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ChemWiki: The Dynamic Chemistry Hypertext > Reference > Lab Techniques > Distillation


Distillation of compounds is a method of separation which exploits the differences in boiling point of a crude mixture.  Several methods exist:

Short Path (simple) distillation260px-Short_path_distillation_apparatus.svg.png

  1. Clamp the distillation apparatus to monkey bars in a well ventilated hood.
  2. Run water through the condenser such that it fills from the bottom first (when using a Liebing, Allihn or Graham condenser condenser.  It is not quite as important when using a Dimroth condenser.)
  3. Place flask (1) in a cool bath of oil, sand or on a heating mantle.
  4. Place receiving flask 6 away from heat source - sometimes it is advantageous to place it in ice.
  5. If your distillation setup allows for the inclusion of a thermometer, insert it.  Make sure your thermometer goes to temperatures HIGHER than the ones you will be boiling to prevent damage to the thermometer.
  6. Slowly heat flask 1 and allow the condensation to collect into flask 6.
  7. Do not heat oil baths above 200 C.  Consider Vacuum Distillation for high boiling compounds to prevent injury and facilitate separation.

Fractional Distillation

Fractional Distillation involves the use of a fractionating column.

Vacuum Distillation

When preparing to perform a vacuum distillation, use a pressure-temperature nomograph to determine what the adjusted boiling point of your compound will be.

  1. The vacuum will quickly remove air from porous boiling chips, so a magnetic stir bar or gas bubbler is required in flask 1 to keep the rate of boiling under control.
  2. Apply vacuum to the rig via 5 before heating flask 1. Heating the sample first may cause it to bump over into 6 when vacuum is applied.
  3. Slowly heat flask 1 and allow distillation to occur as you would with a simple distillation. Often times during vacuum distillation the boiling point range is greater that it is during a simple distillation.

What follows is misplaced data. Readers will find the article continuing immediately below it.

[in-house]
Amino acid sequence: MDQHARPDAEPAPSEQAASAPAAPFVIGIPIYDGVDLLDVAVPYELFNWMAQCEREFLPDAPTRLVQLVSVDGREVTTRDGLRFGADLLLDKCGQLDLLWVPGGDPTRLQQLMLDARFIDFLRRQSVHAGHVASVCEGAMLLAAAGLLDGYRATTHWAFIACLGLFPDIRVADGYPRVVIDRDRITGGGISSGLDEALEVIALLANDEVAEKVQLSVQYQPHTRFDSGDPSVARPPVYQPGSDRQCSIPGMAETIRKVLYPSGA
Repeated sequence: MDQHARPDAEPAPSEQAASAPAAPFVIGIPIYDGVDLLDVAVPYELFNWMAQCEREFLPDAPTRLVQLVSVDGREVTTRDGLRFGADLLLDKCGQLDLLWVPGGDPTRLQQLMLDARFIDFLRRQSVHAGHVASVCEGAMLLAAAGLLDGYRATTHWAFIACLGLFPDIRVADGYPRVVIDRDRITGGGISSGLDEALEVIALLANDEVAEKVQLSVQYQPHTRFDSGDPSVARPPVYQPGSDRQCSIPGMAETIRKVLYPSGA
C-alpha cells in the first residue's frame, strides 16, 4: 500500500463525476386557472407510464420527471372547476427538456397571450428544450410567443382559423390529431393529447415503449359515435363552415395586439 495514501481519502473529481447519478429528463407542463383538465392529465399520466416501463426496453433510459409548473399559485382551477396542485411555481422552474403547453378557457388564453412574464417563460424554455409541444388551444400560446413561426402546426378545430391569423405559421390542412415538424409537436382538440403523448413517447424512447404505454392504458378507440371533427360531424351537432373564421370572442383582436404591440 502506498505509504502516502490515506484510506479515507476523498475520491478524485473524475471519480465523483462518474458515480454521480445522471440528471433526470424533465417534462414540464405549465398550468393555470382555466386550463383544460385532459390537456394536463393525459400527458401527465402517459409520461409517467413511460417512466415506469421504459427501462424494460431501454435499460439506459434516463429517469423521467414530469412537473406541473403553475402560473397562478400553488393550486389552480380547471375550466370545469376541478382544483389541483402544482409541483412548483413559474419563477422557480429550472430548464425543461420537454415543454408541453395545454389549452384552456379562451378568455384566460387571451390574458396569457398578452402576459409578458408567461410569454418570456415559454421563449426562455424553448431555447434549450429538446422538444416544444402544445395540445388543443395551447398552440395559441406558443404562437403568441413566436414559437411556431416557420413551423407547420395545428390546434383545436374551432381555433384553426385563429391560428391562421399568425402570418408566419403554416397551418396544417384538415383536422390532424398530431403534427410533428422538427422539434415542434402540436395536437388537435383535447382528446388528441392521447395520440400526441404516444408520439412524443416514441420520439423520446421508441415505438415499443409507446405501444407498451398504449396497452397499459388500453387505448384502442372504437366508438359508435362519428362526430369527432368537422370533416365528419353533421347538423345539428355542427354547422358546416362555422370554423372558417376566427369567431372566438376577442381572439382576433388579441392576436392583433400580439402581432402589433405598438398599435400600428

4. Release the vacuum before attempting to remove any flasks from the rig

Kugelrohr Distillation


stackedshit.png Separation of small amounts of compounds with close boiling points is difficult in a fractional distillation setup and can alternatively be performed via Kugelrohr Distillation.  The setup is shown in the image above.  Typically high boiling compounds are used and vacuum is applied.  To perform a Kugelrohr Distillation:

  1. Place compound mixture in small round bottom flask (see figure to right).  The amount of compound should be small enough that, when the round bottom is tilted horizontally, it does not spill out.
  2. Attach Kugelrohr flasks - typically two additional flasks are used.
  3. Assemble Kugelrohr, placing the round bottom flask inside the heating jacket, keeping the two Kugelrohr flasks outside.  Typically there is a "shutter" that can be used to reduce the amount of heat transfer from the heating jacket to the first Kugelrohr flask - this should be closed.
  4. Induce vacuum, if desired.  If your Kugelrohr is so equipped, you can cool the external Kugelrohr flasks with an ice bath. Alternatively, the outer bulb can be cooled by slowly dripping dichloromethane onto the outer bulb with a seperating funnel (fumehood!).
  5. Heat the Kugelrohr and start rotating motor until distillation occurs.  If needed, most Kugelrohr setups will allow you to "insert" the second Kugelrohr flask into the heating jacket - by doing this and reducing the temperature slightly, it is possible to produce a more pure distillation.  This can be repeated until you have run out of Kugelrohr flasks.


  • Kiwi, ChemJobber

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Last modified
01:01, 15 Apr 2014



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This material is based upon work supported by the National Science Foundation under Grant Numbers 1246120, 1525057, and 1413739.

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